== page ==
By Jim Davis The Herald Business Journal
EVERETT — More than 200 advanced manufacturing businesses call Snohomish County home, producing everything from airplanes to medical devices.
And those businesses need a trained workforce.
“People want what we have and they’re very aggressive at trying to recruit businesses away and they do that by trying to meet the needs of those businesses,” said John Bonner, Everett Community College’s executive director of Corporate &Continuing Education.
A key to providing a trained workforce in Snohomish County could be the new $3.75 million Advance Manufacturing Training Education Center opening at EvCC in September.
The center will provide hands-on training for students in all areas of manufacturing.
It will put several existing programs under one roof while providing new classrooms, computer labs and shop space as well as the latest equipment.
More important than having the programs close together is that the center is structured so that students can learn manufacturing from design to production to quality control and even recycling of the final product, said Sheila Dunn, EvCC’s associate dean of aerospace and advanced manufacturing.
“(The students) see the life of the manufacturing process and see how each rivet or each piece of fiber core is an important piece of the product that ultimately goes out to the consumer,” Dunn said.
In coming years, as many as half of the new jobs in the region will require more education than high school degrees, but less than a four-year degree, said John Monroe, the chief operations officer of Economic Alliance Snohomish County, in an email.
This training center — and the work being done at school districts throughout the county — will address a critical need for industries.
“(It) will put us in a great position for getting our children and grandchildren ready for tomorrow’s high-demand, high-paying advanced manufacturing jobs,” he said in the email.
The center will be housed in an EvCC-owned warehouse at College Plaza at 1001 N. Broadway.
The building near the Subway and 7-Eleven used to be a former Best store and before that a Jafco store. Providence Regional Medical Center Everett is already leasing the front half of the building for medical record storage, Bonner said.
The back half, about 37,000-square-feet, is undergoing construction in preparation for the opening.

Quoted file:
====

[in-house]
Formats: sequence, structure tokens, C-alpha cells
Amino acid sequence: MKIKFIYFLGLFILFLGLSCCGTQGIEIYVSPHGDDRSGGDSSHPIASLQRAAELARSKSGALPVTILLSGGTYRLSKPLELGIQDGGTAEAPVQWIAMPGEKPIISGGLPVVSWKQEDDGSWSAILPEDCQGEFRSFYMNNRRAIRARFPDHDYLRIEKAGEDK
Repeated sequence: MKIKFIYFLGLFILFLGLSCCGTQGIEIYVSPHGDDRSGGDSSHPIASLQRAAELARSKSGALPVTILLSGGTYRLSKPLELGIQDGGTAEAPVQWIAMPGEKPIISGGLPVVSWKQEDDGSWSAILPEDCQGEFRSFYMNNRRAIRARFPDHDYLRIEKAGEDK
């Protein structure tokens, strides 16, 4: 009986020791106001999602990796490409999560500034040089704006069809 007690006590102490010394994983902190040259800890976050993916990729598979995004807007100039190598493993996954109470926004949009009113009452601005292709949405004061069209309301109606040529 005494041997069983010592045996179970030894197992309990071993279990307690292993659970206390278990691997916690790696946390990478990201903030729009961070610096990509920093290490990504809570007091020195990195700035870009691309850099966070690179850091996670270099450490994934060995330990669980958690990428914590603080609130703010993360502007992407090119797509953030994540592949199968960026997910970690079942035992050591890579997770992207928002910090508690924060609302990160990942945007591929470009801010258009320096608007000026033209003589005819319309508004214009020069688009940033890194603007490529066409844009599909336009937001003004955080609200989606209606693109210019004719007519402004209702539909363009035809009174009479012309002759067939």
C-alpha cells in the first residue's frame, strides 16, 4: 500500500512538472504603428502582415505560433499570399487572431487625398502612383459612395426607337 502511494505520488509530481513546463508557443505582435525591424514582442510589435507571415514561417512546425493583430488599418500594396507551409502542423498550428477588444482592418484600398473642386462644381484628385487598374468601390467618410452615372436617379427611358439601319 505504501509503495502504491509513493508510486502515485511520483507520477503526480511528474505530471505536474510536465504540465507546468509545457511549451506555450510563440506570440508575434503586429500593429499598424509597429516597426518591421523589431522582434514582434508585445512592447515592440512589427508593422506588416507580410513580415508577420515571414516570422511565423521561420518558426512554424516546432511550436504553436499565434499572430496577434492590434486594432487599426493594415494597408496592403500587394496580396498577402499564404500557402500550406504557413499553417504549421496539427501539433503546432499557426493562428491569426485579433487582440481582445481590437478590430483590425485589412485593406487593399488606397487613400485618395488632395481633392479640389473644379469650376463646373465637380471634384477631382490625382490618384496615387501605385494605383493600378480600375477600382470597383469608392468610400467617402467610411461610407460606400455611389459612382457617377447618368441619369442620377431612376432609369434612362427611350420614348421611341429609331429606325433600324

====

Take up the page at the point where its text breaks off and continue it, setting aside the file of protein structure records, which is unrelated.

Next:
SM Stemper is the design architect and Mark Construction is the general contractor.
“I think we’ve been talking about it for a long time,” Bonner said. “We’ve just been looking for the right space.”
EvCC has also obtained $3 million dollars for faculty, staff, equipment, curriculum and supplies for the center. About 30 full- and part-time faculty will teach at the center.
Four existing EvCC programs will be moved to the center when it opens: welding and fabrication; precision machining; composites; and engineering technology.
The center will also include the manufacturing employment readiness certificate, an entry-level program to introduce students to the manufacturing environment.
Right now, these programs are spread all over the county. EvCC uses classroom space and equipment for its Composites program at Snohomish High School. Because it shares space with the high school, EvCC has only been able to offer composites classes in the late afternoons and evenings.
The precision machining program has been housed in a small hangar at Paine Field for the past couple of years, and before that was co-located at the Sno-Isle Tech Skills Center in Mukilteo.
Welding and fabrication and engineering technology have been taught on the main campus.
Students will be able to get certificates in each of these programs or they can stack these certificates to obtain a two-year degree, Bonner said.
Precision machining and welding are two programs in which skilled workers are in particularly high demand, Bonner said.
Ninety percent of EvCC’s precision machining students find jobs within 30 days of graduation, he said.
By design, the center serves more than Boeing and the aerospace industry. It is expected to give students basic skills to work in all sorts of industries.
“You could go out and work on the 787 or you could also go work for a screwdriver manufacturer,” Dunn said. “It doesn’t really matter in terms of the core competencies.”
Another benefit of the center is that it will allow the college to train more students. Last school year, about 900 students took classes in these programs. EvCC expects to train 1,000 students in the first year that the Advanced Manufacturing center is open. And that number is expected to grow by 10 percent to 30 percent in the next few years, Bonner said.
It’ll also be easier for professionals to take classes.
When the center opens, the college will offer new weekend classes from Friday through Sunday.
“So you could be working as a machinist in a company around here and take this weekend program,” Dunn said. “And learn more competencies that will help you on your job or to get a better job.”